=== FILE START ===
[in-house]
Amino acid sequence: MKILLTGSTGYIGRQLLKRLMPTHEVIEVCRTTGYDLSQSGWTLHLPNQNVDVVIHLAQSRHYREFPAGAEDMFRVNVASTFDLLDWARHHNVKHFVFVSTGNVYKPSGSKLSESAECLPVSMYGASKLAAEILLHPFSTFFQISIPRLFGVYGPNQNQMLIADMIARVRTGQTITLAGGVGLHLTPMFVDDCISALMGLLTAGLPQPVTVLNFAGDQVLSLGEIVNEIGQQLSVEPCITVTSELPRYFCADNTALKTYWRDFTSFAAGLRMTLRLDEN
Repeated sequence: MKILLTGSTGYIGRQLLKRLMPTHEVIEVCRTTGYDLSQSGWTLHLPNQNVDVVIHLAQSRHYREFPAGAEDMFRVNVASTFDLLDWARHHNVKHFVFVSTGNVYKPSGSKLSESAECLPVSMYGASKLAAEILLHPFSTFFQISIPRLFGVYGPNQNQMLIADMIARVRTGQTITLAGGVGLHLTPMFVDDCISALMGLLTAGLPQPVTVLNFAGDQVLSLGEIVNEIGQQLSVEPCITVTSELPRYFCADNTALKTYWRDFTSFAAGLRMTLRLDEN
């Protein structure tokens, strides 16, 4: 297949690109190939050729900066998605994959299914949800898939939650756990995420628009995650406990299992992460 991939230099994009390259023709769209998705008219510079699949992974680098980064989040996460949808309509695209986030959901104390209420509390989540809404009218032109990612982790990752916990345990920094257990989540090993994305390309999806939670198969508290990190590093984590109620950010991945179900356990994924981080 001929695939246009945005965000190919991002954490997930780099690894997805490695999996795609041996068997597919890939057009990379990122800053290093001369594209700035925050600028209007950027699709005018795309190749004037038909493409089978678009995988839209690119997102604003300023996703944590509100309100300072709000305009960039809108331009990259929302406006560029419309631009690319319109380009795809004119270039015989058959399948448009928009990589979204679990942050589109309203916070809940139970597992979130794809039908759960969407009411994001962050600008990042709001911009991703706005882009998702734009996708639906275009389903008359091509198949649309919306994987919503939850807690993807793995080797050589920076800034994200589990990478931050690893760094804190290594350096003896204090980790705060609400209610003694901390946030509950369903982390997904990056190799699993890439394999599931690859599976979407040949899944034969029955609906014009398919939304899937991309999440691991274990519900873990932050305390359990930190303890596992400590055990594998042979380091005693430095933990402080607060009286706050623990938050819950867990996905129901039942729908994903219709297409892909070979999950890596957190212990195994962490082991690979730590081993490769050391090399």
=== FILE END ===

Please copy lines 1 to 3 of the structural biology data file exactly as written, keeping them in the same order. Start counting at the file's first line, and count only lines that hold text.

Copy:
[in-house]
Amino acid sequence: MKILLTGSTGYIGRQLLKRLMPTHEVIEVCRTTGYDLSQSGWTLHLPNQNVDVVIHLAQSRHYREFPAGAEDMFRVNVASTFDLLDWARHHNVKHFVFVSTGNVYKPSGSKLSESAECLPVSMYGASKLAAEILLHPFSTFFQISIPRLFGVYGPNQNQMLIADMIARVRTGQTITLAGGVGLHLTPMFVDDCISALMGLLTAGLPQPVTVLNFAGDQVLSLGEIVNEIGQQLSVEPCITVTSELPRYFCADNTALKTYWRDFTSFAAGLRMTLRLDEN
Repeated sequence: MKILLTGSTGYIGRQLLKRLMPTHEVIEVCRTTGYDLSQSGWTLHLPNQNVDVVIHLAQSRHYREFPAGAEDMFRVNVASTFDLLDWARHHNVKHFVFVSTGNVYKPSGSKLSESAECLPVSMYGASKLAAEILLHPFSTFFQISIPRLFGVYGPNQNQMLIADMIARVRTGQTITLAGGVGLHLTPMFVDDCISALMGLLTAGLPQPVTVLNFAGDQVLSLGEIVNEIGQQLSVEPCITVTSELPRYFCADNTALKTYWRDFTSFAAGLRMTLRLDEN